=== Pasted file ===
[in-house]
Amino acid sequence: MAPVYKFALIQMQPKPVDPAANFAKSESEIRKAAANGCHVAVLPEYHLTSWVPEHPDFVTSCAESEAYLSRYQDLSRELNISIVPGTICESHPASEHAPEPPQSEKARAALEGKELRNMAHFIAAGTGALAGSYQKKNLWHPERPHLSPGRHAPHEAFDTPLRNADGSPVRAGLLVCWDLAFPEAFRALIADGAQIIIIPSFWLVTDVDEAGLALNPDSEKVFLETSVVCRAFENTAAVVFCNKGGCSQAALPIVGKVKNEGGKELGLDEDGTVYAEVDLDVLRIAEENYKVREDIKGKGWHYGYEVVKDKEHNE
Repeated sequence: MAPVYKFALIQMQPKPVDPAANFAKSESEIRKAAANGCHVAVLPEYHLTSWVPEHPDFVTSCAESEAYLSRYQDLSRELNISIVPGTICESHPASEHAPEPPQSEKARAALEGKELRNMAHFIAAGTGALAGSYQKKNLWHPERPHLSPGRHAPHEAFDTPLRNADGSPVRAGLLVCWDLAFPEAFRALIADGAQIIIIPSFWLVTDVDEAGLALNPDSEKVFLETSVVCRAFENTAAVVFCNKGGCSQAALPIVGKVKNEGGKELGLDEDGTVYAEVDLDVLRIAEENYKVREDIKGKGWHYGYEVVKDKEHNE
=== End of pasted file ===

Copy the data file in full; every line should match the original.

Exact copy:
[in-house]
Amino acid sequence: MAPVYKFALIQMQPKPVDPAANFAKSESEIRKAAANGCHVAVLPEYHLTSWVPEHPDFVTSCAESEAYLSRYQDLSRELNISIVPGTICESHPASEHAPEPPQSEKARAALEGKELRNMAHFIAAGTGALAGSYQKKNLWHPERPHLSPGRHAPHEAFDTPLRNADGSPVRAGLLVCWDLAFPEAFRALIADGAQIIIIPSFWLVTDVDEAGLALNPDSEKVFLETSVVCRAFENTAAVVFCNKGGCSQAALPIVGKVKNEGGKELGLDEDGTVYAEVDLDVLRIAEENYKVREDIKGKGWHYGYEVVKDKEHNE
Repeated sequence: MAPVYKFALIQMQPKPVDPAANFAKSESEIRKAAANGCHVAVLPEYHLTSWVPEHPDFVTSCAESEAYLSRYQDLSRELNISIVPGTICESHPASEHAPEPPQSEKARAALEGKELRNMAHFIAAGTGALAGSYQKKNLWHPERPHLSPGRHAPHEAFDTPLRNADGSPVRAGLLVCWDLAFPEAFRALIADGAQIIIIPSFWLVTDVDEAGLALNPDSEKVFLETSVVCRAFENTAAVVFCNKGGCSQAALPIVGKVKNEGGKELGLDEDGTVYAEVDLDVLRIAEENYKVREDIKGKGWHYGYEVVKDKEHNE